“I’m like, ‘Who’s calling my name?’ And then I look up. It was my dad and his friend, and I haven’t seen him in a while,” Gabby said. “They were holding up the flag. And I almost felt like bawling. I was like, ‘Oh, my gosh, Dad!’”
When we watched tiny Gabby Douglas take gold in the all-around competition of gymnastics in London 2012, we were routinely reminded that her journey there was a rough one. The focus has rightfully been on her strong, single mother who was willing to take a chance in letting her child live with another family in order to realize her gymnastic potential and a heart as strong as a bull that allowed her to focus and keep it together. But nowhere in the narrative was her father mentioned and it led to many people assuming that it was the standard story of a dead-beat black dad running off while his daughter became great.
If you were one of the people thinking on this when you saw Gabby, you shouldn’t have to feel bad because 9 times out of 10 that narrative has been correct. There are tons upon tons of black fathers doing the right thing, being in their children’s lives but they stay invisible due to the unpopularity in showing whole homes. The “baby daddy” is the sexiest topic in the blogosphere and media circles so it is very easy for us to assume that all black children are void of their fathers. Well Gabby has a father believe it or not and he’s a military representative of the United States recently deployed and in the midst of a divorce from his wife.
From the website blacklikemoi: … often in these conversations, one voice that gets muted is that of the dad. Some people seem to think that black babies are delivered to their mother’s by storks, or they automatically assume that the father doesn’t care about his kids because he never had the chance to live with them.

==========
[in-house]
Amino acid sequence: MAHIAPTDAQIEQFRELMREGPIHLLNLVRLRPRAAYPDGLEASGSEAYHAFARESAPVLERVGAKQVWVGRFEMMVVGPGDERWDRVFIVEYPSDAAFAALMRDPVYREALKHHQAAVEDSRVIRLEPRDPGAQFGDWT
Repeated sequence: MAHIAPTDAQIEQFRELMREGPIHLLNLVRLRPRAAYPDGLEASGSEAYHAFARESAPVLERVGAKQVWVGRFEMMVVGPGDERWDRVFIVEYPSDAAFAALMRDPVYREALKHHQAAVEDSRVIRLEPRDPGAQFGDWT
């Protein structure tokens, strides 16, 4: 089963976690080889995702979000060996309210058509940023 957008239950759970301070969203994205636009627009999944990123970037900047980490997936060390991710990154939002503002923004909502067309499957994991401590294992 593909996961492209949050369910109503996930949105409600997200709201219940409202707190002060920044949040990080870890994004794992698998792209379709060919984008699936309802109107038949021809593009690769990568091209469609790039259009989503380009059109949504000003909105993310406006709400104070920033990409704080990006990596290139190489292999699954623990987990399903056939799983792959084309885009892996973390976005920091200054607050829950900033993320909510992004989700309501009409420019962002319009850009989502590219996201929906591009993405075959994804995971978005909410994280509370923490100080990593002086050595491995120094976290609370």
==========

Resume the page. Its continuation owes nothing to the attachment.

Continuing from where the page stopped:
In the case of Gabby Douglas, you can throw those stereotypes out the window. Gabby’s dad, Air Force Staff Sergeant Timothy Douglas, was front and center to see his daughter perform recently and only missed some of the performances because he was off serving his country in Afghanistan…
If you’ve been following this little girl’s amazing story I would implore you to check out the full article at: Where’s Gabby’s Dad? He’s Right Where He’s Supposed to Be. Although I am personally a product of the black dad stereotype, I have made it my mission to highlight the men who do stay in their children’s lives and are pushed to the side and ignored by popular culture. Please check out the article and spread it to the winds so as to stop the misrepresentation of one of our boys fighting overseas. Thanks for reading.See some words or phrases that you don't understand? Check out The Dragon's Lexicon.